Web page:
“Motivating, NOT Manipulating”
By Paul A. Murray
I heard a pastor tell about a wealthy man who called and said, “Reverend, I’ve never had much time for religion, but I’m getting older, and maybe I ought to make my peace with the church. I’d like to start by giving you a $10,000 check.” The preacher said, “I immediately extended to him the right hand of fellowship.” I don’t think he was joking.
The exchange was an example of manipulation, which despite being repudiated, still manages to find its way into the ministry. Why? Because it’s effective. It just plain works! In this case, the church got a $10,000 windfall. But manipulation comes with a price. The pastor manipulated the fellow into believing he was getting Christian fellowship, but the man also manipulated the preacher by buying his way in, which we all know is an impossible relationship.
There is a difference between manipulation and motivation. Motivation is getting people to do something out of mutual advantage. Manipulation is getting people to do what you want them to do, primarily for your own advantage. If the other person benefits, it’s purely secondary. Manipulation carries a hidden agenda. Motivation carries an open agenda. You can be totally honest with people.
Walking the Fine Line
We all agree that motivation is good and manipulation is bad. But sometimes only a fine line separates the two, and it’s difficult to know which side of the line you’re on. The issues aren’t always clear-cut. What may be a legitimate case of motivation in one situation could, with a different intent, be manipulation.
An example is a cook who hides eggplant, which you’ve said you’ll never eat, in some kind of casserole. You say, “Hey, that’s good. What is it?” Only then does he tell you. Were you manipulated? Or motivated?
Whenever we try to motivate without the other person knowing what we are trying to do, we need to be careful. We can try to bring out a latent desire a person doesn’t even know exists, but we need to remember three things: (1) Recognize how close we are to manipulation; (2) Set a checkpoint and, if the technique doesn’t produce a genuine thirst, stop it; and (3) Never resort to immoral means even for righteous ends.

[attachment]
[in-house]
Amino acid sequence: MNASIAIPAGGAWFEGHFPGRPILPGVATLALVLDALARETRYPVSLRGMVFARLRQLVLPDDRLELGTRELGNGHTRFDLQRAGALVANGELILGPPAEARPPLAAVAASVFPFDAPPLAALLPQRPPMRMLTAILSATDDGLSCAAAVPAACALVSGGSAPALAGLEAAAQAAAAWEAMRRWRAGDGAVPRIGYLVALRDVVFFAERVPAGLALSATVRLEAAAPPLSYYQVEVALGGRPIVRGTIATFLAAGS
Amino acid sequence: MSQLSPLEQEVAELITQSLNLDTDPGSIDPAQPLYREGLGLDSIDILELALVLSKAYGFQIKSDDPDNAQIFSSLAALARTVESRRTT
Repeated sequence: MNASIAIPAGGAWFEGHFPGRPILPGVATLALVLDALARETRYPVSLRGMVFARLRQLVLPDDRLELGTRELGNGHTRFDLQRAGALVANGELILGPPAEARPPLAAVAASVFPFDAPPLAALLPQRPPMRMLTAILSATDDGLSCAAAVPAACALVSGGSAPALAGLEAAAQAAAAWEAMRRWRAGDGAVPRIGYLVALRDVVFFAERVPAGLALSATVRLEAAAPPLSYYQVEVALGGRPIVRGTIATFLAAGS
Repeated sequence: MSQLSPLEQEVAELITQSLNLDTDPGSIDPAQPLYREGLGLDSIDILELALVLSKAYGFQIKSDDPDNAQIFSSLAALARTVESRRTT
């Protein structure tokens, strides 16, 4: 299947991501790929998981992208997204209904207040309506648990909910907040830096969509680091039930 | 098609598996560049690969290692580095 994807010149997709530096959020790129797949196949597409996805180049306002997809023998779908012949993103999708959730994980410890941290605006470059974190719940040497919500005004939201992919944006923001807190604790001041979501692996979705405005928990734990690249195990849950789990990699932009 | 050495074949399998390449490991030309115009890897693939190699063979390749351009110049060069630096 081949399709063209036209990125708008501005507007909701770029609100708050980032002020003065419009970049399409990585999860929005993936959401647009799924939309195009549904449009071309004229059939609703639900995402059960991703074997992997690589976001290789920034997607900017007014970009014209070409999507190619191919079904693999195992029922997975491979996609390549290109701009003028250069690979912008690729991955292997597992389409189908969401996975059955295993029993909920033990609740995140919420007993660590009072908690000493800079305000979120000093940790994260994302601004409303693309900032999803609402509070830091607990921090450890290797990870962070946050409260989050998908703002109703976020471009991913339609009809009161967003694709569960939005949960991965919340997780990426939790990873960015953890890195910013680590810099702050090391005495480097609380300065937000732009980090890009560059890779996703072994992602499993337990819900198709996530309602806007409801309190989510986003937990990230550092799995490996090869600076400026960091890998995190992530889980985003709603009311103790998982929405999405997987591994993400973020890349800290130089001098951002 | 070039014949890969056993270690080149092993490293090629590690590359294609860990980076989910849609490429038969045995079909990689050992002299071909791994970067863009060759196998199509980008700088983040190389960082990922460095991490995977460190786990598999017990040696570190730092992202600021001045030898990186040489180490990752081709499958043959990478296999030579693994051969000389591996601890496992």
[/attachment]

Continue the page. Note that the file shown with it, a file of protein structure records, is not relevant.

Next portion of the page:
Instilling motivation is hard work. It takes a lot out of me to bring you where I want you to go. I sometimes hear people say, “Well, if a person doesn’t want to go, I have no right to manipulate him to get him there.” I may not have a right to manipulate, but neither can I allow the fear of manipulation to be a rationalization for not doing the hard work of instilling motivation, which is, after all, one of the leader’s most important tasks.
At the same time, we limit anything that borders on manipulation because it is so easy to exploit people with it. To challenge people, to motivate with integrity, means I may put a lot of effort into a person, but the time comes when he must be set free. He may walk away and leave me empty-handed, but any more on my part would be dishonest manipulation. My only recourse is to start over with somebody else.
Uses and Abuses
In most cases, manipulation is the prostitution of motivation. Prostitution is always easier than the real thing; it’s an attempt to get results without honest effort. Motivation is not a quick fix. Manipulation can be. A common example in the church is proof texting where someone takes a promise people find very attractive (God wants you in a Lexus) and digs up three or four Bible verses that say God will supply your deepest desire. That’s manipulation, not honest instruction. There arc other ways we see manipulation in the church.